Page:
After the International Court of Justice (ICJ) ordered Myanmar to take "provisional measures" to prevent genocidal acts against the Rohingya community, Amnesty International said that the world will not tolerate Myanmar atrocities.
"The decision sends a message to Myanmar's senior officials that the world will not tolerate their atrocities, and will not blindly accept their empty rhetoric on the reality in Rakhine State today," said Amnesty's Regional Director Nicholas Bequelin.
He also said Myanmar must comply with the ICJ's ruling and take immediate action to cease ongoing violations against the community and to prevent the destruction of evidence.
"The decision comes just days after Myanmar published a summary report of the findings of the government-established 'Independent Commission of Enquiry'. The Commission was neither independent nor impartial and cannot be considered a credible effort to investigate these crimes against the Rohingya. Meanwhile, there have been no efforts to investigate the serious and wide-ranging violations against other ethnic minorities or elsewhere in the country," Nicholas said further.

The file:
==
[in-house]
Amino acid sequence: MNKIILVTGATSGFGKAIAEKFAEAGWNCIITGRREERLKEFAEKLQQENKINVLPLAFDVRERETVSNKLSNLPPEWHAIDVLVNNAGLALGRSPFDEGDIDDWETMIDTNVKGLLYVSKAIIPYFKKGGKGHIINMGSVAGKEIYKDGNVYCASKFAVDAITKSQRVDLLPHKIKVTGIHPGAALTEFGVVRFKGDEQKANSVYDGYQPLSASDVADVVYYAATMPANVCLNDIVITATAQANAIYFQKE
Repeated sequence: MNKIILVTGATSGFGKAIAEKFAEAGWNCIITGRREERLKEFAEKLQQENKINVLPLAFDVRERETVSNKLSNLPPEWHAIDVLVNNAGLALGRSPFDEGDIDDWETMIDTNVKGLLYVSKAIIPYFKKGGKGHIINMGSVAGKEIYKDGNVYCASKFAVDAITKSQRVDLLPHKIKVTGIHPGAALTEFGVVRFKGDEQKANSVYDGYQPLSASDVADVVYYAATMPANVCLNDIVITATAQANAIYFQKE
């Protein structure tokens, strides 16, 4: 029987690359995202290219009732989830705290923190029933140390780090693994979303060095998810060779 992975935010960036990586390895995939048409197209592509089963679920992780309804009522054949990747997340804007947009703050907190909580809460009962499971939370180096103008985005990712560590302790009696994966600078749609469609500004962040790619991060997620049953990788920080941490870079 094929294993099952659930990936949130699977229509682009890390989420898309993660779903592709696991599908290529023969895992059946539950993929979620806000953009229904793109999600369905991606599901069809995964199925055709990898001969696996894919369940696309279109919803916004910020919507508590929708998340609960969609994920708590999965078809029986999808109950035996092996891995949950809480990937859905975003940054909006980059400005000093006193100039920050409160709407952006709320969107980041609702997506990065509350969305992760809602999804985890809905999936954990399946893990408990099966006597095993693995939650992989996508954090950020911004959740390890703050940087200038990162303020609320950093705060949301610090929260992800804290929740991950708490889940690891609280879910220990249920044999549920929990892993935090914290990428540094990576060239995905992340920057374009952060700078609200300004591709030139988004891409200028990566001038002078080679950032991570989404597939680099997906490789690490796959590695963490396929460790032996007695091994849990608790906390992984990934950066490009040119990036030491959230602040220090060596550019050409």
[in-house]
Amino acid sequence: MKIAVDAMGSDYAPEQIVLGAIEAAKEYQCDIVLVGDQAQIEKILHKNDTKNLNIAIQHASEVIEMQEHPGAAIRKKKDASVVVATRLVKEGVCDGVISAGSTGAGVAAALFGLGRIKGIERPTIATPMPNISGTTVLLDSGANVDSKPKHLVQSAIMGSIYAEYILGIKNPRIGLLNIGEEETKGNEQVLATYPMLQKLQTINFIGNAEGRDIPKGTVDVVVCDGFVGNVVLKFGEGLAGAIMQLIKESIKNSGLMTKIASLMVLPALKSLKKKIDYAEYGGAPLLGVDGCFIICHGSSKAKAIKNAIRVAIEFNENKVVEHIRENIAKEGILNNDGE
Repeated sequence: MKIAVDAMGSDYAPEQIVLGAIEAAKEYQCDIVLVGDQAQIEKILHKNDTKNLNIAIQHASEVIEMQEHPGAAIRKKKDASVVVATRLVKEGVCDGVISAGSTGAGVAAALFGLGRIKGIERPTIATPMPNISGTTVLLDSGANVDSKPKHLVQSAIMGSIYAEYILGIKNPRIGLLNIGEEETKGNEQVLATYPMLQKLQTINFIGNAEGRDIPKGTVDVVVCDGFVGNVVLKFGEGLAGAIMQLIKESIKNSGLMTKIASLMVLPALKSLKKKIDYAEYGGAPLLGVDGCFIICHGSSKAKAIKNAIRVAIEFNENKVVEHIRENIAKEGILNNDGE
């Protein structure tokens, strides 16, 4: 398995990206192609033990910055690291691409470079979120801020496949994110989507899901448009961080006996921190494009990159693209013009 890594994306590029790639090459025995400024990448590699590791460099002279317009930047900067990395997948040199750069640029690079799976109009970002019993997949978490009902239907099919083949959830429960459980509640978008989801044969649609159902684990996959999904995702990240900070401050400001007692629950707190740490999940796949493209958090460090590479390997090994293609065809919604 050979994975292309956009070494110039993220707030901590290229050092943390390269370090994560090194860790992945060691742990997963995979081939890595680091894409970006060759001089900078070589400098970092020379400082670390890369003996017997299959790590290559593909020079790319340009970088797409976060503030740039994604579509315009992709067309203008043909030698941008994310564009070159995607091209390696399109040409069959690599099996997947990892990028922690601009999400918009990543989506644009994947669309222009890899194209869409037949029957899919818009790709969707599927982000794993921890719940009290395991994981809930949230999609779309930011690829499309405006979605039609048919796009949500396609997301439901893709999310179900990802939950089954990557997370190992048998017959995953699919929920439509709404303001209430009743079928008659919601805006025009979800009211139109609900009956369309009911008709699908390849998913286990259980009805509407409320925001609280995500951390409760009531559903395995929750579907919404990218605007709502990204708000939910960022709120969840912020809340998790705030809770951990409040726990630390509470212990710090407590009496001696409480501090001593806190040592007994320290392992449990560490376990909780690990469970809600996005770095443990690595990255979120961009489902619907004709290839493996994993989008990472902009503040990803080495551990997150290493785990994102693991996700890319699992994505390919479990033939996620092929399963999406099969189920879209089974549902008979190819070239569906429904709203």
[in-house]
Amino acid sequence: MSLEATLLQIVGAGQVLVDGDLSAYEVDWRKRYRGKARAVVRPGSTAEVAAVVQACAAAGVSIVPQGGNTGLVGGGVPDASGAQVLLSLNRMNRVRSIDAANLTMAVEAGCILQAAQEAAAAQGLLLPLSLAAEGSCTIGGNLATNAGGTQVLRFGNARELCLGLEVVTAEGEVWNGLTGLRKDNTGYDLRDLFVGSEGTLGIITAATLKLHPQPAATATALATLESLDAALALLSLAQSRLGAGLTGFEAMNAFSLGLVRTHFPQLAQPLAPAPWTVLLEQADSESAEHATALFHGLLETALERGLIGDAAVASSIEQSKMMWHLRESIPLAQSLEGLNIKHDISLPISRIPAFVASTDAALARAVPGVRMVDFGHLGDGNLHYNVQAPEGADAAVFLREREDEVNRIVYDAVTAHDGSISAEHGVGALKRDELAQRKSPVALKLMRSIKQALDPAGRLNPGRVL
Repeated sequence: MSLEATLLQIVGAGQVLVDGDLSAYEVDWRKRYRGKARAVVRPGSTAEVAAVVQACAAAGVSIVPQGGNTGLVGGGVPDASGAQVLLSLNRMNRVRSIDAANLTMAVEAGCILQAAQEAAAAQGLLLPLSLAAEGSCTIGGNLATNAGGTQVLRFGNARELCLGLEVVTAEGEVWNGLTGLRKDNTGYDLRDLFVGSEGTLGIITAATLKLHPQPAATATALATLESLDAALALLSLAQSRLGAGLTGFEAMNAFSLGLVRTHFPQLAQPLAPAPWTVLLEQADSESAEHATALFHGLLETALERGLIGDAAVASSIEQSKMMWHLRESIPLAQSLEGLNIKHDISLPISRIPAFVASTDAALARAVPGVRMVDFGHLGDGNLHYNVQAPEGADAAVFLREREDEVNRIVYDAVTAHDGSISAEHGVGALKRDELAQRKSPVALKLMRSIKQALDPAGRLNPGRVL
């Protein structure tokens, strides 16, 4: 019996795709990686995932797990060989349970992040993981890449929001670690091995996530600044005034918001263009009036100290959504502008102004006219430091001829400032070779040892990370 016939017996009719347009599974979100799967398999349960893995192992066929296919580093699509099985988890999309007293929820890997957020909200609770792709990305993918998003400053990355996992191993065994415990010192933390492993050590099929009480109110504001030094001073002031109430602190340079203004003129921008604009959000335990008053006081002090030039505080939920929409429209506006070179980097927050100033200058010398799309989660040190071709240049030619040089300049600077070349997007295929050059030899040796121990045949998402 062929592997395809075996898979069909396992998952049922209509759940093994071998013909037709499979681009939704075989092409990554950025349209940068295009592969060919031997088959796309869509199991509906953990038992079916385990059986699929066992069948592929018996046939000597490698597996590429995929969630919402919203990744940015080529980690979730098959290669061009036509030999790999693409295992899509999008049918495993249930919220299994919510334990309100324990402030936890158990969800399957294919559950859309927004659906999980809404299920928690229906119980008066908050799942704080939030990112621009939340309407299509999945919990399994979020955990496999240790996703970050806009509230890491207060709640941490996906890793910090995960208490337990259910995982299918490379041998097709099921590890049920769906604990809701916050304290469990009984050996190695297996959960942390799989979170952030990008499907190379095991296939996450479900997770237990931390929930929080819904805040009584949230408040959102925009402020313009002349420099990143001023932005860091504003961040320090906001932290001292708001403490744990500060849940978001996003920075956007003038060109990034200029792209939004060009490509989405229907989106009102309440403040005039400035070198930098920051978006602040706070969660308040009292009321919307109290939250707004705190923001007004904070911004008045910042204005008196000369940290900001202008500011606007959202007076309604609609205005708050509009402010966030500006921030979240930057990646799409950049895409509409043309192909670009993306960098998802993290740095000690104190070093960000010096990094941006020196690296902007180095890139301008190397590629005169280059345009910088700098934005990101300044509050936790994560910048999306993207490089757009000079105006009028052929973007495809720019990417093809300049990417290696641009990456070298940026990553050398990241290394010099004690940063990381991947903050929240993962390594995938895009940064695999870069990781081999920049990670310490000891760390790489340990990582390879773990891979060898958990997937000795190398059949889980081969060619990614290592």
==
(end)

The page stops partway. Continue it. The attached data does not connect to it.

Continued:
He again said, "Until all those responsible for serious violations – including those with command responsibility – are held to account, these atrocity crimes will remain rampant. The UN Security Council must urgently refer the situation in Myanmar to the International Criminal Court."
The International Court of Justice (ICJ) on Thursday ordered Myanmar to take urgent measures to protect its Muslim Rohingya population from persecution and atrocities, and preserve evidence of alleged crimes against them.
In a victory for Gambia, which filed the case accusing Myanmar of genocide, the panel of 17 judges unanimously supported imposing measures on Myanmar to protect any evidence of crimes that could be used by the court in later hearings.
The Rohingya remain "at serious risk of genocide," the court found, ordering Myanmar to report back within four months on the steps it had taken to comply with its decision.
The decision comes despite de facto leader Aun San Suu Kyi defending her country against the accusations in person last month.
In a ruling today, ICJ says Myanmar must report to the court on all measures taken for the Rohingya, within four months.
Thursday's ruling dealt only with Gambia's request for so-called preliminary measures, the equivalent of a restraining order for states. It gave no indication of the court's final decision, which could take years to reach.